Clinton seeks policy to avert flood of refugees Hundreds may flee Haiti in hopes he will ease entry

January 06, 1993|By Gilbert A. Lewthwaite | Gilbert A. Lewthwaite,Staff Writer

LITTLE ROCK, Ark. -- Faced with a tide of Haitian boat peopl ready to flood into the United States, President-elect Bill Clinton met with his foreign policy advisers yesterday to find a way to avert the first possible crisis of his administration.

Thousands of Haitians are reportedly preparing to leave the poorest island in the Western Hemisphere in the hope that the Clinton administration will be more sympathetic to their plight than the Bush administration has been.

During the campaign, Mr. Clinton criticized the Bush policy of declaring most Haitians ineligible for entry to the United States as refugees and returning them to Haiti. He said he would offer them a chance to establish that they had a genuine fear of persecution -- the international norm for refugee status.

Mr. Clinton must now find a way of keeping his word without opening the floodgates for thousands of hopeful boat people. He is expected to make a strong commitment to the return of democracy to Haiti, which has been under military dictatorship since Gen. Raoul Cedras overthrew the island's elected president, the Rev. Jean-Bertrand Aristide, in 1991.

The New York Times reported that Clinton's transition aides have presented him with a policy that would set up an enlarged system to process asylum cases in Haiti, on the U.S. military base at Guantanamo Bay, Cuba, and in other countries in the region.

The policy would be announced before the inauguration and would later be made formal in an executive order, the Times reported.

As part of the new asylum process, the executive order would substantially increase the number of consular and immigration officers to expedite processing of the applications, the newspaper quoted Mr. Clinton's aides as saying. The order would encourage the active participation of private refugee organizations and the U.N. High Commissioner for Refugees.

In the executive order, Mr. Clinton would also emphasize that he will enforce current immigration policy, which prevents Haitians escaping poverty from seeking asylum in the United States and offers protection only to those fleeing political persecution, the Times said.

By committing himself to an end to the brutalities of military rule, Mr. Clinton would hope to stem the human tide feared headed for Florida.

Even as he and his advisers met, a boat carrying 352 Haitians arrived yesterday in Florida.

Another 150 of their countrymen continued a hunger strike in a Miami processing facility to protest what they regard as racist discrimination against Haitians, nearly all of whom are black.

Mr. Clinton discussed the crisis yesterday with Vice President-elect Al Gore, Secretary of State-designate Warren M. Christopher, Defense Secretary-designate Les Aspin, and national security adviser Anthony Lake.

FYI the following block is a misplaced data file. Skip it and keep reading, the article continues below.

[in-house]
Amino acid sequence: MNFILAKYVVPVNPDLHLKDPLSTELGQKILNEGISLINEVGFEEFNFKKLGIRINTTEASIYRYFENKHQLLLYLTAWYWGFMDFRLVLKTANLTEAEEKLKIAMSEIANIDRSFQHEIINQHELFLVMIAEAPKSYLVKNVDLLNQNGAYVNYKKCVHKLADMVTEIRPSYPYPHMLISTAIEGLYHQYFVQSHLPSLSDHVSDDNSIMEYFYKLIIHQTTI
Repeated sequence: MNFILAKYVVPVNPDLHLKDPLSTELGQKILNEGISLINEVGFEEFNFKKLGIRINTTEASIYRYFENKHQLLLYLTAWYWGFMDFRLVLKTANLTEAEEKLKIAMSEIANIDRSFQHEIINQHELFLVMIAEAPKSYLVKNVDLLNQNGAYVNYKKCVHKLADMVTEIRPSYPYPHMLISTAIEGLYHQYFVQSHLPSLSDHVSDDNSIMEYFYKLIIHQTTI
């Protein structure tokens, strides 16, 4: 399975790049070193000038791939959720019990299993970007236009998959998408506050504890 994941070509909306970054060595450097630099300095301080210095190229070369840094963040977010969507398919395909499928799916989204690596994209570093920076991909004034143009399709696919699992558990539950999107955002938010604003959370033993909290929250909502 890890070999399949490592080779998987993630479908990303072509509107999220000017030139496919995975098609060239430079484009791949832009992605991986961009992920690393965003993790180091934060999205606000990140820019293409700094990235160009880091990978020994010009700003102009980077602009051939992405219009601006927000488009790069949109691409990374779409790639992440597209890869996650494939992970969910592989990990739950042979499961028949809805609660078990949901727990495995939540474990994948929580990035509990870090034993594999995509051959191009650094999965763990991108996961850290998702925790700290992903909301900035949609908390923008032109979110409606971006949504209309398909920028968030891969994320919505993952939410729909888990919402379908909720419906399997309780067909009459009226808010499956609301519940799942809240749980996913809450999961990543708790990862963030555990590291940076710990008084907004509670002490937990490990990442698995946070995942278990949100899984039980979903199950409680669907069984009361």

George Stephanopoulos, Mr. Clinton's spokesman, said an announcement on Haiti would probably be made before the president-elect is sworn into office two weeks from today .

"Obviously it's something we have to do relatively soon," he said. "The governor has been looking at the issue throughout the transition. He will have some announcement to make soon."

U.S. embassy observations and Coast Guard overflights have confirmed press reports of hundreds of boats being built along the Haitian coast.

Mr. Bush signed an executive order in May for the interdiction on the high seas of the Haitian boats and for the return to Haiti of their occupants without hearings. It was this policy that Mr. Clinton criticized, and that lawyers for the Haitians claim violates international refugee law.

"He [Mr. Clinton] has to walk a very fine line of restoring the U.S. to observing international law but also not to encourage the outflow. Clearly, there could be a lot of people trying to get out," said Bill O'Neill, deputy director of the New York-based Lawyers' Committee for Human Rights, which has challenged the Bush interdiction policy in court.

The Bush administration has worked for months to try to restore democracy. It has joined a trade embargo against Haiti and is working with both the United Nations and the Organization of American States to pressure a return to democracy.

Washington has also opened its embassy in Port-au-Prince, the Haitian capital, to applications from Haitians seeking refugee status, something that had only been done at U.S. diplomatic posts in Cuba, Vietnam and Russia.

Among options would be to impose a blockade on the impoverished island, or even to intervene militarily to restore Father Aristide to power.

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